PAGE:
“Beth El, the first Jewish Congregation in Michigan, was organized in Detroit on September 22, 1850, by 12 families. This half-acre cemetery, dedicated on January 1851, was known then as “The Champlain Street Cemetery of Temple Beth El” because Lafayette was formerly Champlain Street. The first interment was in fall of 1851, and in 1854 Samuel Marcus, the first rabbi of Beth El, was buried here. The cemetery, containing many graves of Jewish war veterans, was in active use until the 1950s.”
As obligated by Jewish law, one of the first things an organized Jewish community must do is purchase land to bury the dead. The Bet El (House of God) Society, Michigan’s first Jewish congregation (known today as Temple Beth El) paid $150 to purchase one-half acre on Champlain Street (now Lafayette Street) in Detroit in 1851. At the time, the land lay beyond the city and it abutted Detroit’s Elmwood Cemetery (founded in 1846). The first burial in the Champlain Street Cemetery was Sarah Silberman, who died in 1851. Elmwood Cemetery soon acquired the land, adding it to its 40 acres. Elmwood holds the distinction of being the oldest non-denominational burial ground in Michigan and the first integrated cemetery in the Midwest. Over time, the lush, park-like grounds (indicative of Detroit's natural landscape) became the final resting place for some of Detroit’s most notable leaders and recognizable names, including Rabbi Marcus (who died in the 1854 cholera epidemic) and Edward Kanter (a polyglot who helped found Detroit's German-American bank). Today Elmwood encompasses more than 80 acres, including the Champalin Street Cemetery.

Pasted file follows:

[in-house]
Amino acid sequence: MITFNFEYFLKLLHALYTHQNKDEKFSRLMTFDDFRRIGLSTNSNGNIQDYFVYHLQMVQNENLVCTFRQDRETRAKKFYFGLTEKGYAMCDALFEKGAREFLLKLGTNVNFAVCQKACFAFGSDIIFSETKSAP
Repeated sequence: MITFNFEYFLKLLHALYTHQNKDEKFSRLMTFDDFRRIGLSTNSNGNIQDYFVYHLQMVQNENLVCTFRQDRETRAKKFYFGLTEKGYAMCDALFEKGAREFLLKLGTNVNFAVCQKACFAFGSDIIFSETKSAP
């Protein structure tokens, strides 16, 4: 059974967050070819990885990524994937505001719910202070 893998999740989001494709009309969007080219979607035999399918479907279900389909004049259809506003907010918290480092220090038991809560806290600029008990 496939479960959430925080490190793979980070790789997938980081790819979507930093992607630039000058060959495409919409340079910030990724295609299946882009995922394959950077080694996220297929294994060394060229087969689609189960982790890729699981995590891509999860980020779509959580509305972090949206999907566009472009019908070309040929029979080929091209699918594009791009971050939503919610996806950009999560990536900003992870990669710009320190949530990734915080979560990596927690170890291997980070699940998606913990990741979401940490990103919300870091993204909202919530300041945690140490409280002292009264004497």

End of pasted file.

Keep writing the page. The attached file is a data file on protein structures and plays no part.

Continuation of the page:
Being small in size, the Champlain Street Cemetery was not conducive to family plots and could not meet the long-term needs of the congregation. In 1873 Temple Beth El purchased Section North F in Detroit's Woodmere Cemetery. The last burial at Champlain Street--the first Jewish burial in nearly 30 years--occurred in 2011.